The Zomba Plateau

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Africa » Malawi » Southern » Zomba
February 4th 2019
Published: February 13th 2019
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The drive up to Zomba was pretty straight forward but we missed a turn that would have avoided the painful process of crawling through Limbe. On our way we stopped off at the rather out-of-place Dong Jing Fo Tang Buddhist temple.This was a mere dot on Google Maps and it was certainly off the beaten track as even when we were a mere 200m away on the dirt road, nobody we asked knew of it! The temple was naturally very reminiscent of our Asia travels, and it would appear to be a home for orphaned and abandoned children, although they have not been converted into novice monks. There was not a saffron robe in sight. It did make for an intriguing side trip along the way though.

In Zomba the backpackers lodge we wanted to stay at was full. That came as a bit of a surprise but we were not disappointed by the quality of our stay at the new Fair Hills Guest House. Staying there without a car would not have been possible as it is located several miles out of town just off the road to Blantyre. Once again our rented saloon car had to negotiate some pretty tough terrain! The views from the guesthouse are amazing. Being out of town it kind of forced us to eat there in the evenings as there is nothing else around and, of course, there is no lighting so driving on the roads would be very dangerous. It's hard enough to see those potholes during daylight hours! There were two negatives with the accommodation. First the advertised free wifi didn't materialise as the owner insisted we needed a SIM card with a different network. What that has to do with wifi is beyond us! Then, they tried to charge us about $12 a head for the chicken we ate one night, a meal that would have cost $4 anywhere else. We argued and got a reduction but it left a bitter taste in the mouth.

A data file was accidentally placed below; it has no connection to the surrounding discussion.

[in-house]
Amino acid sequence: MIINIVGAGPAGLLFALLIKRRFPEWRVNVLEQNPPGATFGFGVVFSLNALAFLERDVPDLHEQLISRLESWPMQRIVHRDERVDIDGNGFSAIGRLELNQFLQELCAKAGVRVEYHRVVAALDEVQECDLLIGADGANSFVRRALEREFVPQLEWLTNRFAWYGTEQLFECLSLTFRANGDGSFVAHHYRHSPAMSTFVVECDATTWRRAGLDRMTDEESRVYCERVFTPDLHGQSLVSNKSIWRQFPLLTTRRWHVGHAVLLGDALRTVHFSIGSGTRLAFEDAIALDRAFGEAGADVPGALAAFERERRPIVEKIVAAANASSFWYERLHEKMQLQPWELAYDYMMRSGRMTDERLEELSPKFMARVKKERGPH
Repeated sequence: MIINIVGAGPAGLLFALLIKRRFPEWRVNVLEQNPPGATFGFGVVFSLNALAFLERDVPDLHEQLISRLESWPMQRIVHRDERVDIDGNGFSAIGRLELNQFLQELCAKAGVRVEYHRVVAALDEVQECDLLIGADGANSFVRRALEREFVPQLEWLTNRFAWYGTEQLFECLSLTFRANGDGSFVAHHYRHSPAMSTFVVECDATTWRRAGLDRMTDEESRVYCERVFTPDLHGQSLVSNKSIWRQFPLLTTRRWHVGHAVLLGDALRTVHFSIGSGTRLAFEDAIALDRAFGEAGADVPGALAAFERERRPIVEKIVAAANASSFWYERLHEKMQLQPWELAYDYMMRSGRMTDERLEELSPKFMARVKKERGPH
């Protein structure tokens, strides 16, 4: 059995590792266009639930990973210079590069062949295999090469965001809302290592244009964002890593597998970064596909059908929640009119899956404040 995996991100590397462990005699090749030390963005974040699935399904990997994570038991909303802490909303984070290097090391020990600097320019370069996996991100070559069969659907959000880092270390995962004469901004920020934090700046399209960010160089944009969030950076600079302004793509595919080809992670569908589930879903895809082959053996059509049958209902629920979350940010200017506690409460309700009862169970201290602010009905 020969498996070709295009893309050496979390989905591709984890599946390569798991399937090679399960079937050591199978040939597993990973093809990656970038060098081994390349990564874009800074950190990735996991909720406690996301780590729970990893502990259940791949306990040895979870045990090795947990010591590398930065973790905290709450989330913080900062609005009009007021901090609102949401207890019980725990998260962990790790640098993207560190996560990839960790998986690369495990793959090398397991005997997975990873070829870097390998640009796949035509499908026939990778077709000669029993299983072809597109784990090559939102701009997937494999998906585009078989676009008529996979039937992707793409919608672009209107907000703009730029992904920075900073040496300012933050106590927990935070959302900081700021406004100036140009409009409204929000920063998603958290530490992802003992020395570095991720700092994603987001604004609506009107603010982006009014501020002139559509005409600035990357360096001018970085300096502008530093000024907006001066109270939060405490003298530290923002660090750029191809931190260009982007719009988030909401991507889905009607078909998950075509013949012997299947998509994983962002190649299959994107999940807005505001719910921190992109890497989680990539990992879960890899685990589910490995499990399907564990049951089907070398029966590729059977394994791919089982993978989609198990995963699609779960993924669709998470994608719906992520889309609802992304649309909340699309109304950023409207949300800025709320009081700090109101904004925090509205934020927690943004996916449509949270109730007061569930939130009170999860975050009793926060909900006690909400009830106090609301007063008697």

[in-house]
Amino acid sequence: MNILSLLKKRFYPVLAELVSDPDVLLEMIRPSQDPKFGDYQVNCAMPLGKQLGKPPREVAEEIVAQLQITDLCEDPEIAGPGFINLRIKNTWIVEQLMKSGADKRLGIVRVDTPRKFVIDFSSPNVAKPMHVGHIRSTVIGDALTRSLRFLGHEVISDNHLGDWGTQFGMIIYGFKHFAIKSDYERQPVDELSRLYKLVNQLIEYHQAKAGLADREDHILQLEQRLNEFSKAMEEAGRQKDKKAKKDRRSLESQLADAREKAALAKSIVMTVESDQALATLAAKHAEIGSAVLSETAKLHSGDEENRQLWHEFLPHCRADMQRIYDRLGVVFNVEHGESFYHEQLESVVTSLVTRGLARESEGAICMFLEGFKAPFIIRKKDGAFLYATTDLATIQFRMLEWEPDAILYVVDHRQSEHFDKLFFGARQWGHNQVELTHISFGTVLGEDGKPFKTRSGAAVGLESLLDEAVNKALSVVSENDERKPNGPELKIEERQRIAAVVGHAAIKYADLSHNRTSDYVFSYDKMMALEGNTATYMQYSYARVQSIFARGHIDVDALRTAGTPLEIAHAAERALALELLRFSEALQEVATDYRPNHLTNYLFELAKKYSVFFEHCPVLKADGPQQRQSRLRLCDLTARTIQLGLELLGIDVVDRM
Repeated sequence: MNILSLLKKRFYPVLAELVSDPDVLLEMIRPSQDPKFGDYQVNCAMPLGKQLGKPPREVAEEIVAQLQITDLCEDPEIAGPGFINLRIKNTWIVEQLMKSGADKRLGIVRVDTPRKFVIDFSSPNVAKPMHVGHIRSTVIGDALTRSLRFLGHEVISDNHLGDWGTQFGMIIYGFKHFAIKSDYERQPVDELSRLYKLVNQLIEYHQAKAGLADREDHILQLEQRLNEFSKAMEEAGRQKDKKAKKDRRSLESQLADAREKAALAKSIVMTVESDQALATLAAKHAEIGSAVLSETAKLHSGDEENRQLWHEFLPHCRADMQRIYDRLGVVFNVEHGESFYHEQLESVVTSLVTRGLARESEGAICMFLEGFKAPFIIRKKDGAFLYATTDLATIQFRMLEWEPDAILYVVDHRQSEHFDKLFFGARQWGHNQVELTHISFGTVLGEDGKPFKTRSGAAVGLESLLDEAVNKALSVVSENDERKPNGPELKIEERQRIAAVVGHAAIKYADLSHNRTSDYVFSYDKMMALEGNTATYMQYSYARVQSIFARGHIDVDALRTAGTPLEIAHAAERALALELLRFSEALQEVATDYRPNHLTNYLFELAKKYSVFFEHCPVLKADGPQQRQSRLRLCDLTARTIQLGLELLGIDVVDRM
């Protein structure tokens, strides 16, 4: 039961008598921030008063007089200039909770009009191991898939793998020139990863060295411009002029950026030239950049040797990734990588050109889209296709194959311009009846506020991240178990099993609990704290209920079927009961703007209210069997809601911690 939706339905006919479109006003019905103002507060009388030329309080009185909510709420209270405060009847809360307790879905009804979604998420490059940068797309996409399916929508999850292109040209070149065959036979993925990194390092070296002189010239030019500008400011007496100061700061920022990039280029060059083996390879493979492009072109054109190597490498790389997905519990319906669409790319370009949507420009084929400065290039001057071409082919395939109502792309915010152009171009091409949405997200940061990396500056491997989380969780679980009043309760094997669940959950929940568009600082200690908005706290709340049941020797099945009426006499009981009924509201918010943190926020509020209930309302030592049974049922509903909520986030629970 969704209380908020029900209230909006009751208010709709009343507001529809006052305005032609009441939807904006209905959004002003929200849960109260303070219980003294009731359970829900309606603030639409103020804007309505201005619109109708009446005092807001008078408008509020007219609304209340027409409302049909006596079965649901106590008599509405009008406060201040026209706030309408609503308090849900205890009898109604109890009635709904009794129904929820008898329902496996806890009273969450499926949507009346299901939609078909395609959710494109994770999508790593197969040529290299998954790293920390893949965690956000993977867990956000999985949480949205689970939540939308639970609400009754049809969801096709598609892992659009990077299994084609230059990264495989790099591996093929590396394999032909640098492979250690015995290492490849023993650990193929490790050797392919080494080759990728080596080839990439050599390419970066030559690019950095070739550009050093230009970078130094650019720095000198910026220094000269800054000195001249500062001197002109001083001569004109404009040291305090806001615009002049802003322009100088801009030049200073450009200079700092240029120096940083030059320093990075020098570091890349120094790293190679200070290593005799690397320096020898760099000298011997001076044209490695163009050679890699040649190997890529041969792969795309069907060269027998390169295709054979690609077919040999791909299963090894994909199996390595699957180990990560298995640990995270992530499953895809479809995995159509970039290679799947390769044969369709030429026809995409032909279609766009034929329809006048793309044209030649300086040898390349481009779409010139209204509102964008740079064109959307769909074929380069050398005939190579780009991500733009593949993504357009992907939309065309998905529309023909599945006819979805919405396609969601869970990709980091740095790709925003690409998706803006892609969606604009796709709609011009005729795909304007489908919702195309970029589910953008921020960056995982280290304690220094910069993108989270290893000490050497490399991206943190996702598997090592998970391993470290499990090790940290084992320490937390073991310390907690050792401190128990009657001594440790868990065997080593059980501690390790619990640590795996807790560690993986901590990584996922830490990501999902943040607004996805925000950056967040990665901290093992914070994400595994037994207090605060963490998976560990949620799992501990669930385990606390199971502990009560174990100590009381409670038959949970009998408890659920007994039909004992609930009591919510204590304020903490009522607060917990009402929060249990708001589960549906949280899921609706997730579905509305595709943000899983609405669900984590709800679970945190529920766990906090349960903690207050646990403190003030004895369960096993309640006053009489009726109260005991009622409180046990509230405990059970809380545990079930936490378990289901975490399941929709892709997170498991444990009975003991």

The town of Zomba has an air of decay about it. As a former capital city, we had expected a little bit more. It's clearly been a while since there was any investment there. One notable exception is the African Heritage Cafe in an outbuilding of the golf club. The mango juice was lovely and the coffee divine! Their food was fabulous too. It demonstrates that wonderful things can be achieved with a little effort. We had quite the opposite experience when we visited the Commonwealth War Graves which were in a sorry state. The same could be said about the Hotel Masongola. Billed as THE place to stay in town we found it a little decrepit and not very welcoming at all.

The main reason for visiting Zomba is to go up the Zomba Plateau and do a bit of walking. Sadly the weather was always going to be a factor but we chanced our luck and drove up. The reservoir was veiled in a spooky mist making it quite atmospheric. Then we popped into the Sunbird hotel hoping they might be able to arrange a day trip around the plateau. This exclusive hotel had exclusive prices way beyond what we were prepared to pay so we had a look around to see what we were missing out on. The views from the garden terrace are absolutely breathtaking. What the website doesn't tell you though is the amount of disruption due to the building of a swimming pool. I should say that view is breathtaking once you look beyond the construction work!! There is also no mention of the countless wood carving souvenir shacks that you must run the gauntlet of passing by either.

We managed to find somewhere to park the car close to the paths that lead down to the old trout farm. A few kilometres climb later and we were standing by the picturesque William's Falls. Along the way we had encountered people carrying large amounts of wood on their heads, mostly women and girls. As we ventured further up onto the plateau it became clear why. Despite being a national park deforestation is rampant. We saw scenes of devastation which were actually slightly upsetting. There were glorious parts of the walk too, and we are pleased we made the effort, but we fell short of making it to the viewpoints as the cloud came down again and we decided it was better to head back. On the way down we stopped at another track and got some better views, feeling slightly guilty at not having stopped to buy a kilo of potatoes from one of the many vendors, but what would we have done with them anyway?! As well as potatoes, there were people selling all manner of berries and fruit, but in quantities we just couldn't buy. In the dry season you could spend all day up on the plateau. Maybe we should come back one day!!

One final piece of amusement was as we left Zomba. We had seen a sign saying Military Museum. We drove up to it only to be stopped by a very friendly soldier. The museum was not yet operational. You'd have thought that putting up the road signs would be the final act once it was open for business. They wouldn't even allow us to take photos of the tanks outside the building which will house the museum. State secrets? Who knows!!!

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14th February 2019

So many temples so little time. Thanks for providing all the details of the road conditions. We may never make it to Malawi so I'm glad you are taking us along. MJ

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